The Catholic Church is a critical player in Congolese politics. From the National Sovereign Conference of 1992 to the protests around the electoral process between 2015 and 2018, to the revitalization of a political opposition weakened by co-option and corruption, it has played a crucial role in the struggle for democracy, notably through the Conférence Épiscopale Nationale du Congo (CENCO) and the Comité Laïc de Coordination (CLC). However, its relatively narrow focus on elections when it comes to street protests, to the exclusion of other important challenges, represents a missed opportunity.
This is the conclusion of this first report in the Mukalenga wa Bantu series on political mobilization in the Congo. Released on Monday, October 3, The Catholic Church in the DRC: a Neutral Arbiter or at the Heart of Protest?, this study by Ebuteli and its partner, the Congo Research Group (CRG), focuses on the political activism of the Congolese Catholic Church and on its own internal democratic challenges.
“The Catholic Church has been the bedrock of protest movements in the Congo since at least 1992, a moral authority and mobilization network,” said Jason Stearns, the director of CRG.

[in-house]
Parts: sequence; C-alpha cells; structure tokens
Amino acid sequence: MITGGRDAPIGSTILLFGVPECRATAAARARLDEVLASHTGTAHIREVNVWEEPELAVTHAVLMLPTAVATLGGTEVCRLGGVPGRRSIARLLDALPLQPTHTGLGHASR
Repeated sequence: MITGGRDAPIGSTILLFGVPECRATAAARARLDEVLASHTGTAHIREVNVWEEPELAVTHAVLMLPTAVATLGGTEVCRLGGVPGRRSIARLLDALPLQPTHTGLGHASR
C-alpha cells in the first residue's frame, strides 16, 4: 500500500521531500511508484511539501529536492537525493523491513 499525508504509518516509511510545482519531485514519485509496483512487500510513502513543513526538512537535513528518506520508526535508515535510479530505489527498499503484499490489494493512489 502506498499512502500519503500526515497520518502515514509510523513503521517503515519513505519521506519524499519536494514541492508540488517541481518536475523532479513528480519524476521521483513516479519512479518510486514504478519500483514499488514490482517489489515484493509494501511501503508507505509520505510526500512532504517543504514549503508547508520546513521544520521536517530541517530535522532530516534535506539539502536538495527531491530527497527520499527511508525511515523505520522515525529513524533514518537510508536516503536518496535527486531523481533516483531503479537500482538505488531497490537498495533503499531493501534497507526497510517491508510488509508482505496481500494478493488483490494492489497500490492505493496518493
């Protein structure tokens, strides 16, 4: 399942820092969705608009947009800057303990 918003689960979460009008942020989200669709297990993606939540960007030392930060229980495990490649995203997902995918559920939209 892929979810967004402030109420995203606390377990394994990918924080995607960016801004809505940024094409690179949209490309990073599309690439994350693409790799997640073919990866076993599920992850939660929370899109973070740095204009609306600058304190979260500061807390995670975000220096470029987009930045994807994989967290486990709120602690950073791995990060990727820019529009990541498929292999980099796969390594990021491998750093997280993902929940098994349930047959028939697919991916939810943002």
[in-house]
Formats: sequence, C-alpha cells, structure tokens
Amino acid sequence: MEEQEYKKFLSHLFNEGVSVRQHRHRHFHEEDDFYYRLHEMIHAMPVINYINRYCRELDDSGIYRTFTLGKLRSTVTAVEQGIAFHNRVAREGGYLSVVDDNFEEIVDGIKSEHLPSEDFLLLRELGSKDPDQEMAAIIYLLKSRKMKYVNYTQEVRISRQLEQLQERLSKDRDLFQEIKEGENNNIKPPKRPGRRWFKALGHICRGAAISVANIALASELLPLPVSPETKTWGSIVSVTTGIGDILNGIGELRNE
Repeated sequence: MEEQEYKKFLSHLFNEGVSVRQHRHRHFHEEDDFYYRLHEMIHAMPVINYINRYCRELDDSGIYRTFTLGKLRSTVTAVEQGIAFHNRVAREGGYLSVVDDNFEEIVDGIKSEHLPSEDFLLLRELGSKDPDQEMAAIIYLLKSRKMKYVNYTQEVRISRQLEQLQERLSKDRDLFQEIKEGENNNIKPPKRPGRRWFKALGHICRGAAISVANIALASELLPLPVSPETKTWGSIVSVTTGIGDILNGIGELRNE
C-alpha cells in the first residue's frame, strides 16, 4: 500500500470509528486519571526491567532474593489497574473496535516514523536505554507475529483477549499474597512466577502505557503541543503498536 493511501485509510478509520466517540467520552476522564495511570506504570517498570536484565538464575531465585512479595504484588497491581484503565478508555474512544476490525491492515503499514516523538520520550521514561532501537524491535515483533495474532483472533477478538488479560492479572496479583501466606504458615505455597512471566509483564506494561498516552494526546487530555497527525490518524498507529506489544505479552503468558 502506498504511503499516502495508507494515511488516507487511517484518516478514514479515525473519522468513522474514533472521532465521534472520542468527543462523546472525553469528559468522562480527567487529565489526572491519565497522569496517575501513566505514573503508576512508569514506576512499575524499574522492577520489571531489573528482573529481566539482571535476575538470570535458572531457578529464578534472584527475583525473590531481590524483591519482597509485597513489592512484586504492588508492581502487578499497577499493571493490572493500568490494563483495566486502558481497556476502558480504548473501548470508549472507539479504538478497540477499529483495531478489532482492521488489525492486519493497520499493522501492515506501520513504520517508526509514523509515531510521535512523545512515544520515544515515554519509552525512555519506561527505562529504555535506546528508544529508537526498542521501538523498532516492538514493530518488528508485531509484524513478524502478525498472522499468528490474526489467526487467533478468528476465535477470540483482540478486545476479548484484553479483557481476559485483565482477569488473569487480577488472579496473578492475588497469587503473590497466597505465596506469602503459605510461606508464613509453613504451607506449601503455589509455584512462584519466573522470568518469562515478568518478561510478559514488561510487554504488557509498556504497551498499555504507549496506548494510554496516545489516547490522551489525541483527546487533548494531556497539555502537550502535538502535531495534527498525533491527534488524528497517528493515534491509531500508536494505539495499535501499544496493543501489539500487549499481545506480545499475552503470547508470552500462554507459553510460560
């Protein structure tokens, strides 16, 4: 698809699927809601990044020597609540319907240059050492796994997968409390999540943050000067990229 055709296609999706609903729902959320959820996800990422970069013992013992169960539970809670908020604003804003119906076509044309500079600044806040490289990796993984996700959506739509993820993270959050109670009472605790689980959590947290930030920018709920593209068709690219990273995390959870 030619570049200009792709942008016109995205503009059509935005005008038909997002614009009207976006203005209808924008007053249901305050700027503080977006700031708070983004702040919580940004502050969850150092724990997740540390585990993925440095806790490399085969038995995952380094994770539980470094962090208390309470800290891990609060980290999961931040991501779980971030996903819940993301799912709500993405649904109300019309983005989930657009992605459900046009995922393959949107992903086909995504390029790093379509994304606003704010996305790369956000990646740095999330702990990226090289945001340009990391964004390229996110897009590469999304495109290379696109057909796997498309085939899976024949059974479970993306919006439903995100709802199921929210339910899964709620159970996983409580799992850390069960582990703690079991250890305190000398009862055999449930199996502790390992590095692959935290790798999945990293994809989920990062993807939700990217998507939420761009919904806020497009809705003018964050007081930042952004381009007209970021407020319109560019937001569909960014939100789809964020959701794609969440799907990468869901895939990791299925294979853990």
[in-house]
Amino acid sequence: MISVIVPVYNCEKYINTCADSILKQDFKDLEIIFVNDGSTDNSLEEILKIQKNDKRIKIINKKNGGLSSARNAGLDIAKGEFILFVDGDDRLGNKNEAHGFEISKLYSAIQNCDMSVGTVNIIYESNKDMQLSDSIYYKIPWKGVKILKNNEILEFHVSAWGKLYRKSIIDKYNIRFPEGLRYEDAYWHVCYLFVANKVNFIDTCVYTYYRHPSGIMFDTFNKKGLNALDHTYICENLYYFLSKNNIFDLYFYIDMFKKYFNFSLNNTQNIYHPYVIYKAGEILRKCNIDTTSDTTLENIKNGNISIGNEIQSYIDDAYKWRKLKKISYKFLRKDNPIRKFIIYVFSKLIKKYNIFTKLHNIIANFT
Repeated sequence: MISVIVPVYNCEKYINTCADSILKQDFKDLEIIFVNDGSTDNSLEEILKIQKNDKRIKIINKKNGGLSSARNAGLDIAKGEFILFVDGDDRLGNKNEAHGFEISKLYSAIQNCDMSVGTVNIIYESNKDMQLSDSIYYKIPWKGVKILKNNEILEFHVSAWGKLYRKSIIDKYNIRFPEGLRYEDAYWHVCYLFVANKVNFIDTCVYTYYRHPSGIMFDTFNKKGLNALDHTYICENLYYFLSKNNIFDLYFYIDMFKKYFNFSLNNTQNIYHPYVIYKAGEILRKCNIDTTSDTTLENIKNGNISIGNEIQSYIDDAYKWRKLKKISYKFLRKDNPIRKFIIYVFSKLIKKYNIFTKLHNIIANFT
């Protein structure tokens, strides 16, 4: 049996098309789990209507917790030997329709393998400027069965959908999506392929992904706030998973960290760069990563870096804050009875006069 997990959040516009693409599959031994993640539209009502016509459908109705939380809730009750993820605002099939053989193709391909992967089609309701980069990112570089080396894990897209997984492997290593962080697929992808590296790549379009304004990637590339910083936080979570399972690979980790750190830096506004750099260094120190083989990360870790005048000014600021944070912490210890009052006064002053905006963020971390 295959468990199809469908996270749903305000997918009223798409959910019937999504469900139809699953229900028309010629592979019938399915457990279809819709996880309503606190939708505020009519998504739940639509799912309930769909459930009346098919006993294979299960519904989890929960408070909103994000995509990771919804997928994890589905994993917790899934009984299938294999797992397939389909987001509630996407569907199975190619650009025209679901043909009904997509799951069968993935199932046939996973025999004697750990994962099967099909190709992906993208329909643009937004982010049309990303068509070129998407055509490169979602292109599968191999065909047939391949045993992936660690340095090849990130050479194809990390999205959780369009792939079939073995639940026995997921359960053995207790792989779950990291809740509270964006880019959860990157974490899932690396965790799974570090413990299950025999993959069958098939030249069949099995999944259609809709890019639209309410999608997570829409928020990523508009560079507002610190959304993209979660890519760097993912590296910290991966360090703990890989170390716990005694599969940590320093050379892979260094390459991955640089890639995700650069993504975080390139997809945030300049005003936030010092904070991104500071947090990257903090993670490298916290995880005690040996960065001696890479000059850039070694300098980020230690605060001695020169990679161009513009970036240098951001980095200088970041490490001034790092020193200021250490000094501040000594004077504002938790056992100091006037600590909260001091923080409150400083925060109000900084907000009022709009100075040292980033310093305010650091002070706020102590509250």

While the Catholic Church has showcased its immense courage in its activism, it has not invested similar energy into non-electoral issues such as social justice. We also argue that the decentralization of the Catholic Church in the DRC has presented internal democratic obstacles, at times preventing the emergence of a common point of view among the bishops. In addition, the Church is faced with its own challenges of transparency and accountability, as its leaders are not elected by parishioners and are rarely accountable to them.
According to Jason Stearns: “The church has focused relatively narrowly on elections, neglecting other important issues, and should work harder to be more transparent and accountable to its members.”
Lay movements, particularly the CLC and the Conseil de l’Apostolat des Laïcs du Congo (CALCC), have played important roles in the street demonstrations, but could also make greater use of direct democracy within their own ranks in order to involve citizens more in the decision-making process.